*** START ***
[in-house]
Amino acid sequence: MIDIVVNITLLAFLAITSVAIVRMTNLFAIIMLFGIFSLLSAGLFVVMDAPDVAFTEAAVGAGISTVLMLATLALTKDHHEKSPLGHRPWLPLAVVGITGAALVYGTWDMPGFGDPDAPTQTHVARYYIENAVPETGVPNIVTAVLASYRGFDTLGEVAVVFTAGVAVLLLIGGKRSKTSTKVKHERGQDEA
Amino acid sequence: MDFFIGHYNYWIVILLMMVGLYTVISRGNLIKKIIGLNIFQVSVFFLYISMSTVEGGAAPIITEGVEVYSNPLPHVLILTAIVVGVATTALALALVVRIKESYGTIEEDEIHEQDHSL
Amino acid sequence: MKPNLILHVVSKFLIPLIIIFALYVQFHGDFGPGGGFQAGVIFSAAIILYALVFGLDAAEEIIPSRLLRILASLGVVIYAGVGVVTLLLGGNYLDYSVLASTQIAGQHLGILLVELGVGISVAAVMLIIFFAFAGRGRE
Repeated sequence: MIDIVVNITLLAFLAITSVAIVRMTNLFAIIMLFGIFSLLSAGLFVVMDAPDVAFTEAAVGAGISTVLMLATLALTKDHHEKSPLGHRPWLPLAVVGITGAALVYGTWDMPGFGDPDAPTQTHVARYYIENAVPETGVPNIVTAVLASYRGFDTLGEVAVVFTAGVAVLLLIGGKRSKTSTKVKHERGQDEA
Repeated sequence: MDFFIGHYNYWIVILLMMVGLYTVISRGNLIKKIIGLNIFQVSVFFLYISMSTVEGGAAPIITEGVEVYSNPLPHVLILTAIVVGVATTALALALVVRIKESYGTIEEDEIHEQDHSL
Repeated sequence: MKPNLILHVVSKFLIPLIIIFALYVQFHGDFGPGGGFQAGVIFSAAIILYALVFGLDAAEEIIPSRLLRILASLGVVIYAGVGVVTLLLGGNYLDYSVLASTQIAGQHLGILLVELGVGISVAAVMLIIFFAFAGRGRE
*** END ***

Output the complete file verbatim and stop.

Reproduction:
[in-house]
Amino acid sequence: MIDIVVNITLLAFLAITSVAIVRMTNLFAIIMLFGIFSLLSAGLFVVMDAPDVAFTEAAVGAGISTVLMLATLALTKDHHEKSPLGHRPWLPLAVVGITGAALVYGTWDMPGFGDPDAPTQTHVARYYIENAVPETGVPNIVTAVLASYRGFDTLGEVAVVFTAGVAVLLLIGGKRSKTSTKVKHERGQDEA
Amino acid sequence: MDFFIGHYNYWIVILLMMVGLYTVISRGNLIKKIIGLNIFQVSVFFLYISMSTVEGGAAPIITEGVEVYSNPLPHVLILTAIVVGVATTALALALVVRIKESYGTIEEDEIHEQDHSL
Amino acid sequence: MKPNLILHVVSKFLIPLIIIFALYVQFHGDFGPGGGFQAGVIFSAAIILYALVFGLDAAEEIIPSRLLRILASLGVVIYAGVGVVTLLLGGNYLDYSVLASTQIAGQHLGILLVELGVGISVAAVMLIIFFAFAGRGRE
Repeated sequence: MIDIVVNITLLAFLAITSVAIVRMTNLFAIIMLFGIFSLLSAGLFVVMDAPDVAFTEAAVGAGISTVLMLATLALTKDHHEKSPLGHRPWLPLAVVGITGAALVYGTWDMPGFGDPDAPTQTHVARYYIENAVPETGVPNIVTAVLASYRGFDTLGEVAVVFTAGVAVLLLIGGKRSKTSTKVKHERGQDEA
Repeated sequence: MDFFIGHYNYWIVILLMMVGLYTVISRGNLIKKIIGLNIFQVSVFFLYISMSTVEGGAAPIITEGVEVYSNPLPHVLILTAIVVGVATTALALALVVRIKESYGTIEEDEIHEQDHSL
Repeated sequence: MKPNLILHVVSKFLIPLIIIFALYVQFHGDFGPGGGFQAGVIFSAAIILYALVFGLDAAEEIIPSRLLRILASLGVVIYAGVGVVTLLLGGNYLDYSVLASTQIAGQHLGILLVELGVGISVAAVMLIIFFAFAGRGRE